PI is dynamic but otherwise how does it compare to Bondi ?
Is it pure pattern calculus rather than typed pattern calculus or something entirely different ?
(sorry i am just too dumb to figure)

My comment to language designers:

Related ideas and similar languages is not a good enough reference, you have to explicitly base your design on a well documented calculus / rewriting system theory. Otherwise the reader has a hard time just to figure out what the ground framework is. Pattern oriented design and post-paradigmatic language do not qualify here, because it sounds too much like buzzwords.

### How does this compare to Katahdin?

A cursory glance at the example provided here and the one accompanying the LtU article on Katahdin (http://lambda-the-ultimate.org/node/2303) strikes me as somewhat similar.

Has anyone had the time to play with both?

### A few differences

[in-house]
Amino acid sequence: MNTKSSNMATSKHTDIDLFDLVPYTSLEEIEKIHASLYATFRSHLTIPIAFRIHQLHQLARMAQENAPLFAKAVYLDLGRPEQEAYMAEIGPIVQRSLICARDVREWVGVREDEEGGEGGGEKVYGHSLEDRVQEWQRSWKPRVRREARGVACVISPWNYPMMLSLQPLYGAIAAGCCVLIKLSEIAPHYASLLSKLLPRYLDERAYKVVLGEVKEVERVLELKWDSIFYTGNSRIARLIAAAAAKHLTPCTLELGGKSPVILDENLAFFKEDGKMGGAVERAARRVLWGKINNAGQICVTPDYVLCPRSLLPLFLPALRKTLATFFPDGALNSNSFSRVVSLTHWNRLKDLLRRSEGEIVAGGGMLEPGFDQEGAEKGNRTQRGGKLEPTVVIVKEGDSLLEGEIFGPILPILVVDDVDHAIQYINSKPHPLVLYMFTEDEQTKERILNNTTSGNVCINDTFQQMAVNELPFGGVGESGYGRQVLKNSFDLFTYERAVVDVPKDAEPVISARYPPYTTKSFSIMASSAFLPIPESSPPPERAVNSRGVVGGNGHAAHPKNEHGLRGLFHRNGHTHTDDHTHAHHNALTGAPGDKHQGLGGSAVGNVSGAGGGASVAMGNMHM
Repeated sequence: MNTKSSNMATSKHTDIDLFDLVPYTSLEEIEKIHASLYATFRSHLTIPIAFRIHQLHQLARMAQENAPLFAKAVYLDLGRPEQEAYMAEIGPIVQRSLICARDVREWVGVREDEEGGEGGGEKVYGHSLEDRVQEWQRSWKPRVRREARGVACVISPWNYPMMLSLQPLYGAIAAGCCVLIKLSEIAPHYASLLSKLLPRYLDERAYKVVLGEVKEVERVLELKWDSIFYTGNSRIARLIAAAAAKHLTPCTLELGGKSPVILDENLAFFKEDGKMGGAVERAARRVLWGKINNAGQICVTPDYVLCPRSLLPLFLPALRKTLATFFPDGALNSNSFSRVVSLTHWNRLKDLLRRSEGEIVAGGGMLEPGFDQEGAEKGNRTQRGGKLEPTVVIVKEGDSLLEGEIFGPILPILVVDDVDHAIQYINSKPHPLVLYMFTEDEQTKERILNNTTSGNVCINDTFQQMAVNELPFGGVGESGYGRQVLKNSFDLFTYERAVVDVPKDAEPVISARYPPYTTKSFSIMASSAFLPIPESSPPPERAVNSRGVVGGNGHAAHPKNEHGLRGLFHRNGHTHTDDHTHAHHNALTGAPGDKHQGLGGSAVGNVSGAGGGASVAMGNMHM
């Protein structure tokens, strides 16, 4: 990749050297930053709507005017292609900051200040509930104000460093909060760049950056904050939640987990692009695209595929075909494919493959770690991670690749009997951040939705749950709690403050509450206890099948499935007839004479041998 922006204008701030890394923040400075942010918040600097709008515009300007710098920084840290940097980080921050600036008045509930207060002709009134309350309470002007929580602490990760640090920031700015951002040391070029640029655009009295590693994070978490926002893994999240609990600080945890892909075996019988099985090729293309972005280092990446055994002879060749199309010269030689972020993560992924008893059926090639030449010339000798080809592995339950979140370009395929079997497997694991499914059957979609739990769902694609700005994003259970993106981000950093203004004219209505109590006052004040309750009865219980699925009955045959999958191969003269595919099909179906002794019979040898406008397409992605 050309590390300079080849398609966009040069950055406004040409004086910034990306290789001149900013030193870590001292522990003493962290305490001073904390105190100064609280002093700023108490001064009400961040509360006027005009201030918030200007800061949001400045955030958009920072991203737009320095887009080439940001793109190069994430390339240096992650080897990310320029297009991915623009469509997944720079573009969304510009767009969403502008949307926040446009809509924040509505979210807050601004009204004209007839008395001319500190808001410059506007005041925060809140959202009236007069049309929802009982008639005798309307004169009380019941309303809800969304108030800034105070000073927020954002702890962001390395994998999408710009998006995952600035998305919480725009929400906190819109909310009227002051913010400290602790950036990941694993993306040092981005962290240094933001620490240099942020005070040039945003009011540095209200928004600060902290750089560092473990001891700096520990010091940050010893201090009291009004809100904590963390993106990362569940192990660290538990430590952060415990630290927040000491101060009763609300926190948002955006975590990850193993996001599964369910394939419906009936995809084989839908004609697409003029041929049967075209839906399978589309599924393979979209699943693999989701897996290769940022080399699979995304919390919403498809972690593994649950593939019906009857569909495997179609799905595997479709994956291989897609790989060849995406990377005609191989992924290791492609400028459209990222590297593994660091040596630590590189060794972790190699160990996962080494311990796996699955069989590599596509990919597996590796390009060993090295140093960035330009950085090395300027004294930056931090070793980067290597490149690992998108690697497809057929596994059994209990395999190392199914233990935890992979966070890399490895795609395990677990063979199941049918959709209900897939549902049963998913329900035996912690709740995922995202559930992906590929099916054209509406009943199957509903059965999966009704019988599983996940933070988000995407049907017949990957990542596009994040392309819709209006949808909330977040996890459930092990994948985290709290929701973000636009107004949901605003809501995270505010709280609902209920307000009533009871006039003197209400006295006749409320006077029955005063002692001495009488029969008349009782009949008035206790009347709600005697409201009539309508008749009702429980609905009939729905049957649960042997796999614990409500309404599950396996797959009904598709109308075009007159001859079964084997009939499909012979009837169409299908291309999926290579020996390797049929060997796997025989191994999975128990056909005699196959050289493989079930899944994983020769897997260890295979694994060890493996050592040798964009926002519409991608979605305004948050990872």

The obvious point of difference is that Katahdin (like OMeta) uses PEGs, whereas π uses EBNF to define patterns. How important that difference is isn't really clear to me. At a more philosophical level, Katahdin allows you to "...define new language constructs such as expressions and statements as easily as new types or functions...", so there are (at least) both functions and additional languages constructs. In contrast, π is based on the notion that everything is a pattern - if a "function" exists, it's a pattern as well. How much difference that would actually make in practice, I couldn't say. It seems likely that π's model is somewhat closer to the pattern calculus mentioned above (although I haven't really looked at exactly what the relationship is) and thus might more directly support formal analysis.